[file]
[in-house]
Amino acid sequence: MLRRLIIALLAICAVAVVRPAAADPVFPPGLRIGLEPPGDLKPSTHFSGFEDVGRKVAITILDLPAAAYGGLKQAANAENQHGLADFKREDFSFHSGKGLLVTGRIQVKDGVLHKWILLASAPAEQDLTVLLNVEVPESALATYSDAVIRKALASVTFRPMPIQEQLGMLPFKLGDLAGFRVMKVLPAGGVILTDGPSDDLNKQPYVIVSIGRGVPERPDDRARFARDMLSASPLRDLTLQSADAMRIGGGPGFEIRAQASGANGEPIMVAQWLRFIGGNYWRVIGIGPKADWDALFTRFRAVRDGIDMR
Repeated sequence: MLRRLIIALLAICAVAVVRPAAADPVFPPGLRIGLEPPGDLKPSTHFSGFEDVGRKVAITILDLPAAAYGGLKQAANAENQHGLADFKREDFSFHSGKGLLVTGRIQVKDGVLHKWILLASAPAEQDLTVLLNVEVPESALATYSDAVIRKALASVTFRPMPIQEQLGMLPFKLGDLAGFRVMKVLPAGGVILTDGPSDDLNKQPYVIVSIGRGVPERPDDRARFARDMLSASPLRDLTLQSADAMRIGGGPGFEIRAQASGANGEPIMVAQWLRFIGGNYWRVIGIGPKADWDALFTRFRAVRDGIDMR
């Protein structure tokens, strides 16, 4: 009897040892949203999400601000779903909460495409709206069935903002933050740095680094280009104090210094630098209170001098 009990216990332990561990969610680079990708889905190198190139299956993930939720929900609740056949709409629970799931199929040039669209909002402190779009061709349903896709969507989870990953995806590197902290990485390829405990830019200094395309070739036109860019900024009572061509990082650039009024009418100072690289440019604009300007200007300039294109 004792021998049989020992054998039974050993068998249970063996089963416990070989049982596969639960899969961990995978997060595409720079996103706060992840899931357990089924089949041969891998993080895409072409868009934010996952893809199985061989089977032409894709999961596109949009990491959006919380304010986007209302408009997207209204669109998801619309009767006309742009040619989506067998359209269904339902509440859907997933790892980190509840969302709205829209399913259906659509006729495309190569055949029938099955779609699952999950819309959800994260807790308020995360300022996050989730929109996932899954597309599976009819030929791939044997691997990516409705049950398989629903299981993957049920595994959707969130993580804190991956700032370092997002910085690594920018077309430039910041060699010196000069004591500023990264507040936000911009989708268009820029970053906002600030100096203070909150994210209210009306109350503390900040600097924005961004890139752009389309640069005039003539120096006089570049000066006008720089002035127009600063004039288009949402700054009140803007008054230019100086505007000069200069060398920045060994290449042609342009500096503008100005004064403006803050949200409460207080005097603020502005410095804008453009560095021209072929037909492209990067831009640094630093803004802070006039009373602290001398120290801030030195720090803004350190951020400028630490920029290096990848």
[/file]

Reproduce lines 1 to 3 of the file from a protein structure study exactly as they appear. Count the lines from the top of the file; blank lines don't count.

[in-house]
Amino acid sequence: MLRRLIIALLAICAVAVVRPAAADPVFPPGLRIGLEPPGDLKPSTHFSGFEDVGRKVAITILDLPAAAYGGLKQAANAENQHGLADFKREDFSFHSGKGLLVTGRIQVKDGVLHKWILLASAPAEQDLTVLLNVEVPESALATYSDAVIRKALASVTFRPMPIQEQLGMLPFKLGDLAGFRVMKVLPAGGVILTDGPSDDLNKQPYVIVSIGRGVPERPDDRARFARDMLSASPLRDLTLQSADAMRIGGGPGFEIRAQASGANGEPIMVAQWLRFIGGNYWRVIGIGPKADWDALFTRFRAVRDGIDMR
Repeated sequence: MLRRLIIALLAICAVAVVRPAAADPVFPPGLRIGLEPPGDLKPSTHFSGFEDVGRKVAITILDLPAAAYGGLKQAANAENQHGLADFKREDFSFHSGKGLLVTGRIQVKDGVLHKWILLASAPAEQDLTVLLNVEVPESALATYSDAVIRKALASVTFRPMPIQEQLGMLPFKLGDLAGFRVMKVLPAGGVILTDGPSDDLNKQPYVIVSIGRGVPERPDDRARFARDMLSASPLRDLTLQSADAMRIGGGPGFEIRAQASGANGEPIMVAQWLRFIGGNYWRVIGIGPKADWDALFTRFRAVRDGIDMR